Carter was convicted of second-degree homicide for participating in a robbery that resulted in the killing of one person. He was sixteen at the time and was sentenced to life in prison without the possibility of parole, which is the mandatory sentence for second-degree homicide in Pennsylvania.
This was the second cell extraction Carter had been subjected to in eight days, having been assaulted with pepper-spray and a taser during an extraction on April 19 as well. Other prisoners in the solitary unit at Rockview have recently reported to the Human Rights Coalition that guards have been subjecting prisoners to physical abuse, including placing some in the restraint chair, a device in which a person’s arms and legs are strapped to a chair and he is left there for an extended period, sometimes for hours. Reports also indicate that guards have been depriving prisoners of food, issuing fabricated misconducts, and intensifying abusive behavior.
John Carter had been in several solitary confinement units in PA DOC prisons over the years, and in 2008 he was placed on the Restricted Release List (RRL), an indefinite form of solitary confinement that can only be ended with approval by the DOC secretary. When questioned about Carter’s placement on the RRL, Rackovan acknowledged that this meant that he could have “spent the rest of his life in solitary confinement.”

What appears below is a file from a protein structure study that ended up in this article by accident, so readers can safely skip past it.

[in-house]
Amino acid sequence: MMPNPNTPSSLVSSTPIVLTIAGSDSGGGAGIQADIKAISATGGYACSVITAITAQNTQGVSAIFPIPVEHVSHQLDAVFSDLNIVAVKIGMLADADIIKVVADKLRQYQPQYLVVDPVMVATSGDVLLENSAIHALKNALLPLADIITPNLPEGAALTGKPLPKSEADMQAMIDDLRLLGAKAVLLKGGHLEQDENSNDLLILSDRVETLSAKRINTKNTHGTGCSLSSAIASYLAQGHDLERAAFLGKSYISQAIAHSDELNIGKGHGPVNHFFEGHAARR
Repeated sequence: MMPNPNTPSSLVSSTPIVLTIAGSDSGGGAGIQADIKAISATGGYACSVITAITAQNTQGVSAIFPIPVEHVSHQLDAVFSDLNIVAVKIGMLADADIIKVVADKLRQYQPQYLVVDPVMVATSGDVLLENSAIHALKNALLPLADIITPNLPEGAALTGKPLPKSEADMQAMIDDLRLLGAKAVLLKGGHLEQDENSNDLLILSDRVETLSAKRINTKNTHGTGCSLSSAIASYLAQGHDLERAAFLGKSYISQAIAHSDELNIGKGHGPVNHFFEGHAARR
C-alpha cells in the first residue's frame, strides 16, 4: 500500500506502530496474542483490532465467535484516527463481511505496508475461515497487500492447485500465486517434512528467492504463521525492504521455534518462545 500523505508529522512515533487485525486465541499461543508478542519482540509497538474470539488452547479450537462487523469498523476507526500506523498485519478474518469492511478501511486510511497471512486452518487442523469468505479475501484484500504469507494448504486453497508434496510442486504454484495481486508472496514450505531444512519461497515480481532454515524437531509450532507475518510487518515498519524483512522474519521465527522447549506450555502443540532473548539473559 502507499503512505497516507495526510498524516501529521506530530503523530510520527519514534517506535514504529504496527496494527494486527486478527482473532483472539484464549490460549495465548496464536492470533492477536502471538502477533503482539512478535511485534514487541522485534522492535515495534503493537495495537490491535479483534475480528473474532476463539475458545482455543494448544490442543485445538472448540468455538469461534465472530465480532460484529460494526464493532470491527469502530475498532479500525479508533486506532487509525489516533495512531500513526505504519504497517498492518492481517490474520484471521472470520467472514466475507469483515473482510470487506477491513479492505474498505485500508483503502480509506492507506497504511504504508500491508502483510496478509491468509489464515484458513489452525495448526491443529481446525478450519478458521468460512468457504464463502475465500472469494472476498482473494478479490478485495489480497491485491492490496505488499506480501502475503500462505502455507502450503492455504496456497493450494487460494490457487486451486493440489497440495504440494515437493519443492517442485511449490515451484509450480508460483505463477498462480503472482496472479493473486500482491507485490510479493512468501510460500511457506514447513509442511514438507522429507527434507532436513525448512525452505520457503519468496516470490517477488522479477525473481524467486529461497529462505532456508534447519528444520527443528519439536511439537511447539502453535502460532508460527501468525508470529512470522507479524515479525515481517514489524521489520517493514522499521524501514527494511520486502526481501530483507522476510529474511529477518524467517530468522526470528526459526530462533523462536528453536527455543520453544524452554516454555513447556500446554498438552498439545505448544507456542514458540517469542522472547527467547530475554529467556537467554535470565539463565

The Pennsylvania Department of Corrections’ Office of Special Investigations and Intelligence told an HRC advocate that the Pennsylvania State Police investigate all prisoner deaths that are not the result of natural causes, but multiple letters from prisoners in the RHU at SCI Rockview state that nobody who was celled near John Carter had been approached by an investigator as long as six days after the fatal cell extraction.
In an interview with Rustbelt Radio
, Carter’s sister, Michelle Williams, stated that “It’s sad that it had to be him. . . . It happened for a reason, to show that this is what is going on in these prisons. They are committing murder. You expect a criminal to do something like that...There’s still prisoners in there today being abused, that are still going through what he went through. Someone else will lose their son and I don’t want another mother to have to go through what my mother is going through. I don’t want another sister to have to go through what I am going through. I just want light to be put on the situation.”